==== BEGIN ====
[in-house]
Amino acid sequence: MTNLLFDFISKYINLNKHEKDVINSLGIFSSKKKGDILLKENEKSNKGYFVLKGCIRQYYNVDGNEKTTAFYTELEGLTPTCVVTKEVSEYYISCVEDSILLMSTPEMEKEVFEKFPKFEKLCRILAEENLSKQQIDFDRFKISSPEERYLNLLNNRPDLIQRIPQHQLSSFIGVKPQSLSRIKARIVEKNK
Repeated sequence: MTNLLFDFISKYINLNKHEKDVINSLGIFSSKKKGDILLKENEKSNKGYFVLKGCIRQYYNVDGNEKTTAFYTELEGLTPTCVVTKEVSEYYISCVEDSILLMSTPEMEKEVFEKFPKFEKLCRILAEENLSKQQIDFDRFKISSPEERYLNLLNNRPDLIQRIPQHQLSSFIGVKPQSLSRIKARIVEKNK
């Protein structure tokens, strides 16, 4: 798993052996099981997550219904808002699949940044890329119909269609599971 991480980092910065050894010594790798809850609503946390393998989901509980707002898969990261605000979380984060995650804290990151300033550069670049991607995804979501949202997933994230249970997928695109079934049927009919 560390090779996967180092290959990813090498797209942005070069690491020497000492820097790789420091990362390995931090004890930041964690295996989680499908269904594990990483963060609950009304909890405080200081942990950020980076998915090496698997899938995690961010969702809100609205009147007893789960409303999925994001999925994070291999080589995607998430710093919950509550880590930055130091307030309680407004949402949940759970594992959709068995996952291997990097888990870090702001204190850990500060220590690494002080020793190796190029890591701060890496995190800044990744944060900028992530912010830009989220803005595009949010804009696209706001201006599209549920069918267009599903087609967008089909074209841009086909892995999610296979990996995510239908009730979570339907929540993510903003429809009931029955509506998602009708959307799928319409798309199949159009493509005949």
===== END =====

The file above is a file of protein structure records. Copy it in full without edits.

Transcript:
[in-house]
Amino acid sequence: MTNLLFDFISKYINLNKHEKDVINSLGIFSSKKKGDILLKENEKSNKGYFVLKGCIRQYYNVDGNEKTTAFYTELEGLTPTCVVTKEVSEYYISCVEDSILLMSTPEMEKEVFEKFPKFEKLCRILAEENLSKQQIDFDRFKISSPEERYLNLLNNRPDLIQRIPQHQLSSFIGVKPQSLSRIKARIVEKNK
Repeated sequence: MTNLLFDFISKYINLNKHEKDVINSLGIFSSKKKGDILLKENEKSNKGYFVLKGCIRQYYNVDGNEKTTAFYTELEGLTPTCVVTKEVSEYYISCVEDSILLMSTPEMEKEVFEKFPKFEKLCRILAEENLSKQQIDFDRFKISSPEERYLNLLNNRPDLIQRIPQHQLSSFIGVKPQSLSRIKARIVEKNK
């Protein structure tokens, strides 16, 4: 798993052996099981997550219904808002699949940044890329119909269609599971 991480980092910065050894010594790798809850609503946390393998989901509980707002898969990261605000979380984060995650804290990151300033550069670049991607995804979501949202997933994230249970997928695109079934049927009919 560390090779996967180092290959990813090498797209942005070069690491020497000492820097790789420091990362390995931090004890930041964690295996989680499908269904594990990483963060609950009304909890405080200081942990950020980076998915090496698997899938995690961010969702809100609205009147007893789960409303999925994001999925994070291999080589995607998430710093919950509550880590930055130091307030309680407004949402949940759970594992959709068995996952291997990097888990870090702001204190850990500060220590690494002080020793190796190029890591701060890496995190800044990744944060900028992530912010830009989220803005595009949010804009696209706001201006599209549920069918267009599903087609967008089909074209841009086909892995999610296979990996995510239908009730979570339907929540993510903003429809009931029955509506998602009708959307799928319409798309199949159009493509005949």